Friday, 5 November 2010
Review: Violence 101 by Denis Wright
Publisher: Putnam Juvenile
Released: October 14th, 2010
Grade rating: B+
Fourteen year-old Hamish doesn't simply do terrible things, he is committed to the belief that violence is the solution to the obstacles in life. But Hamish is also extremely smart, and extremely self-aware. And he considers everyone around him, the other institutionalized boys, his teachers and wardens, the whole world, as sheep, blindly following society's rules, unaware of what really dictates our existence. Hamish's heroes, like Alexander the Great, understood that violence drives us all.
Violence 101 is definitely not for the faint of heart. As you might have guessed from the title, it is violent, though not gratuitously so; there's a reason for everything Hamish does, and most of the time it's intelligent and makes perfect sense. That's not to say I agree with all of his thought processes and actions, because I don't. I think his intelligence is both a blessing and a curse, and his ability to over-analyse everything doesn't always do him any favours.
Written in diary entries and including accounts from adults in Hamish's life, Violence 101 is the story of a misguided teenager trying to navigate his way through a violent world. His previous crimes have led him to the Manukau New Horizons Boys' Home in New Zealand, where all kinds of troubled teens are sent to reform. Hamish is seemingly far too clever for this, though as his story progresses, it becomes clear that certain people get through to him and appeal to his rational side. It's a long process, but eventually progress is made and Hamish is understood by someone other than himself.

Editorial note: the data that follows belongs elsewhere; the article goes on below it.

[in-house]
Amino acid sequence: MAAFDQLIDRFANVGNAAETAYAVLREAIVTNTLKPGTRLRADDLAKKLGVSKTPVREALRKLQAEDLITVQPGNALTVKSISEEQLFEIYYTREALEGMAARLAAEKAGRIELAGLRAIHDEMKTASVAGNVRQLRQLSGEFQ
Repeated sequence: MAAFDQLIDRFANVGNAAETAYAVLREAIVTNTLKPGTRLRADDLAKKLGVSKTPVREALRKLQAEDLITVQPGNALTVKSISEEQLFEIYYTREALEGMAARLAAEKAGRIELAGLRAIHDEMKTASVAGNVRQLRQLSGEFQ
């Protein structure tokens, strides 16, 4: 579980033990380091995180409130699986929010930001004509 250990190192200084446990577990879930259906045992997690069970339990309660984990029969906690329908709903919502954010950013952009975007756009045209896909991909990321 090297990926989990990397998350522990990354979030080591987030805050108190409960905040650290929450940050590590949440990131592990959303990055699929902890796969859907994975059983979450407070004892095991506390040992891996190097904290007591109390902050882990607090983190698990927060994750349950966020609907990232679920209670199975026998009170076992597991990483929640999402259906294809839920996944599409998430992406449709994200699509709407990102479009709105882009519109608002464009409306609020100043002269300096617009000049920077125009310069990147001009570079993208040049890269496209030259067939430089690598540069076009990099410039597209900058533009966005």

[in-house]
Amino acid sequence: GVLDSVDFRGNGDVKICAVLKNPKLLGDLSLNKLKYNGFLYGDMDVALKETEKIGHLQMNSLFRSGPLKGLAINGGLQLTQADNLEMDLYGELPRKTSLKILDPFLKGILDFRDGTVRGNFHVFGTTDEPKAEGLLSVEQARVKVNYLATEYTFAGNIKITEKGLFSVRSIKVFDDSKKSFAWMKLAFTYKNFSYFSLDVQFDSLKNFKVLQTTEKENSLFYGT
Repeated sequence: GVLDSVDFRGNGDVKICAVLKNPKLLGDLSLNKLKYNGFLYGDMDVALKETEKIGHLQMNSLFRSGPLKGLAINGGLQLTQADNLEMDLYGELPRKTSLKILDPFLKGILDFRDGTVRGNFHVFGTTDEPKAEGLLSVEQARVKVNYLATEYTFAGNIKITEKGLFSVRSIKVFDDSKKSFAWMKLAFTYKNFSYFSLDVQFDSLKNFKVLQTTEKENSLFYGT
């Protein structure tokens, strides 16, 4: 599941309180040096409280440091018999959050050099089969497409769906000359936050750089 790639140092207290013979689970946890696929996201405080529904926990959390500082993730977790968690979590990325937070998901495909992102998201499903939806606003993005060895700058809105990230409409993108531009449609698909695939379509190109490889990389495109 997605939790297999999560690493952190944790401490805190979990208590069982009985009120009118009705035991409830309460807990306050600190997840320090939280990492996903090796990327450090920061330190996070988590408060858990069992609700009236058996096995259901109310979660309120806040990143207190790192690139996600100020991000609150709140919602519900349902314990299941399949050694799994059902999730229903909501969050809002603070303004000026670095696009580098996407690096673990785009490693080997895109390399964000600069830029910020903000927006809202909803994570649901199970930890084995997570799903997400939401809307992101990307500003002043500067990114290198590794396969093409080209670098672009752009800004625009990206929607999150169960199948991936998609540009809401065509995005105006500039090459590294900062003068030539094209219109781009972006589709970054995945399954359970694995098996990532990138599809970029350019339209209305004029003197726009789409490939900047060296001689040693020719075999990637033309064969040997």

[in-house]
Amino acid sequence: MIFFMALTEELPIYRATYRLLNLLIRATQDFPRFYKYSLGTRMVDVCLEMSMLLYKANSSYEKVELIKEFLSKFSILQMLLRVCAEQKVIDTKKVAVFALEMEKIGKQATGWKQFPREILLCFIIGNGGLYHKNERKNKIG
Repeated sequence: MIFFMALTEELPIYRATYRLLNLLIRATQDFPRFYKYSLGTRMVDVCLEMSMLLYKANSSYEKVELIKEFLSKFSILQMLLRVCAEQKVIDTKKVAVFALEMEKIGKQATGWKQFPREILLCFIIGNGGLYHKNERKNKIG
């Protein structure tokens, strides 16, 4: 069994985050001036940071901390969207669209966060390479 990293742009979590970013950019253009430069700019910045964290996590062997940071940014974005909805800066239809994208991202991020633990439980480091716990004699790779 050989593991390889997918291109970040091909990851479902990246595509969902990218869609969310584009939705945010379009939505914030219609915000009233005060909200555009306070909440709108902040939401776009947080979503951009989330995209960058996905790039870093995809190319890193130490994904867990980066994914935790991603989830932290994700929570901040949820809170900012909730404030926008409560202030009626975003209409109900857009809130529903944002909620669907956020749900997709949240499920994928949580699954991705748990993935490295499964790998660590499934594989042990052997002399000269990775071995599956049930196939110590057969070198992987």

Violence 101, and Hamish Graham himself, reminded me of the TV show Dexter. It's not as graphic or murder-heavy as Dexter, but Hamish's mindset and inner fight with himself reminded me so much of a younger Dexter Morgan. He has all these feelings and impulses which he knows are wrong, but yet he has to experiment for his own piece of mind. I've heard numerous reporters and experts say that violent people, including serial killers, are often overly intelligent and not the mindless criminals we perceive them to be, and I think that could actually be right.
Violence 101 is a clever book, which leaves you with lots of things to think about. My only complaint would be the slightly odd ending, which I didn't think fitted in with the rest of the story as well as it should have. I've been mulling Hamish and his actions over in my head since finishing the book, and I think I see where he's coming from. I don't necessarily understand or condone it all, but Denis Wright writes Hamish in such a way that I can't help but like him, and everything he does. This is one of those books where I really shouldn't identify with the main character at all, but I do. If you read it, you'll see what I mean, and hopefully you'll be just as torn as I am.